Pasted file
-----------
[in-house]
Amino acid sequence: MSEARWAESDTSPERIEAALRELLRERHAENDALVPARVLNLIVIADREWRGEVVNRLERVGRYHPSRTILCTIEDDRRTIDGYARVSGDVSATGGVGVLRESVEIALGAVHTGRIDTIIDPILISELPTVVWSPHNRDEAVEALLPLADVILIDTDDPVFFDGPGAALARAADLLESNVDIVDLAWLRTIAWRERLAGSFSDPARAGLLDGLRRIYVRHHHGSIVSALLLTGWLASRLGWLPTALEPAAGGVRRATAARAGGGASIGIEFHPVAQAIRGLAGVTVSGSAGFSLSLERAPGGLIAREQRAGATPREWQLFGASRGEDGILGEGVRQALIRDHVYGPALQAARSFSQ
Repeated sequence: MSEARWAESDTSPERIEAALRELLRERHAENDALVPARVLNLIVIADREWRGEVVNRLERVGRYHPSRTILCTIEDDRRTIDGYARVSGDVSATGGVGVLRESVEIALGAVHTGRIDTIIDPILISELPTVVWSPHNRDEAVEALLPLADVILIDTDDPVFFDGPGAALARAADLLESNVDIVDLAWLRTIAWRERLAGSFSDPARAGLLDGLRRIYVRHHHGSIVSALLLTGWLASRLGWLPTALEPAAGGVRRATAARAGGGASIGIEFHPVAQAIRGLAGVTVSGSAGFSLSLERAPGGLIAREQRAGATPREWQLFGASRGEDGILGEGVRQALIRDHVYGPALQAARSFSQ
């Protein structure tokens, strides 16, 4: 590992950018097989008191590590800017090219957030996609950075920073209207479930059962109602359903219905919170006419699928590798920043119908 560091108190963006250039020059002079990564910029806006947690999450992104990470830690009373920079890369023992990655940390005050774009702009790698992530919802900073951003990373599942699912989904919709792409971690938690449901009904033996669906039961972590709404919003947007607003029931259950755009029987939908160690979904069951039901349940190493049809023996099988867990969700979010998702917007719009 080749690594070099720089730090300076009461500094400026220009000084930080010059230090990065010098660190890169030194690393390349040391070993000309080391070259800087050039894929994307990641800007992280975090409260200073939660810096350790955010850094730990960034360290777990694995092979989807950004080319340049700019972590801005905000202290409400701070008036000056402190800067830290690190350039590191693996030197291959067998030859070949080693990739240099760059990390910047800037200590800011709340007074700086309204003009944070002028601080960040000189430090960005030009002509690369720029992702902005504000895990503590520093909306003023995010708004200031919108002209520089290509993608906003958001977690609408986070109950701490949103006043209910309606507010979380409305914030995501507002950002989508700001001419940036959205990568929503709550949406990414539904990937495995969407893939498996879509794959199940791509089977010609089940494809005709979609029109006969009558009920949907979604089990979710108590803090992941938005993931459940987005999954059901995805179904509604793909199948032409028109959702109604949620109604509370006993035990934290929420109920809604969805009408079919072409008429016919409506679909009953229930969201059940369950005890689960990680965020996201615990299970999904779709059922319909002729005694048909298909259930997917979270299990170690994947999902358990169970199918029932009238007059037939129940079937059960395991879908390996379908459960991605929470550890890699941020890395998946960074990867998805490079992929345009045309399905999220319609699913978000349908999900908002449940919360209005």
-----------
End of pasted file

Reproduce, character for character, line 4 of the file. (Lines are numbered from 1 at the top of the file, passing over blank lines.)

């Protein structure tokens, strides 16, 4: 590992950018097989008191590590800017090219957030996609950075920073209207479930059962109602359903219905919170006419699928590798920043119908 560091108190963006250039020059002079990564910029806006947690999450992104990470830690009373920079890369023992990655940390005050774009702009790698992530919802900073951003990373599942699912989904919709792409971690938690449901009904033996669906039961972590709404919003947007607003029931259950755009029987939908160690979904069951039901349940190493049809023996099988867990969700979010998702917007719009 080749690594070099720089730090300076009461500094400026220009000084930080010059230090990065010098660190890169030194690393390349040391070993000309080391070259800087050039894929994307990641800007992280975090409260200073939660810096350790955010850094730990960034360290777990694995092979989807950004080319340049700019972590801005905000202290409400701070008036000056402190800067830290690190350039590191693996030197291959067998030859070949080693990739240099760059990390910047800037200590800011709340007074700086309204003009944070002028601080960040000189430090960005030009002509690369720029992702902005504000895990503590520093909306003023995010708004200031919108002209520089290509993608906003958001977690609408986070109950701490949103006043209910309606507010979380409305914030995501507002950002989508700001001419940036959205990568929503709550949406990414539904990937495995969407893939498996879509794959199940791509089977010609089940494809005709979609029109006969009558009920949907979604089990979710108590803090992941938005993931459940987005999954059901995805179904509604793909199948032409028109959702109604949620109604509370006993035990934290929420109920809604969805009408079919072409008429016919409506679909009953229930969201059940369950005890689960990680965020996201615990299970999904779709059922319909002729005694048909298909259930997917979270299990170690994947999902358990169970199918029932009238007059037939129940079937059960395991879908390996379908459960991605929470550890890699941020890395998946960074990867998805490079992929345009045309399905999220319609699913978000349908999900908002449940919360209005």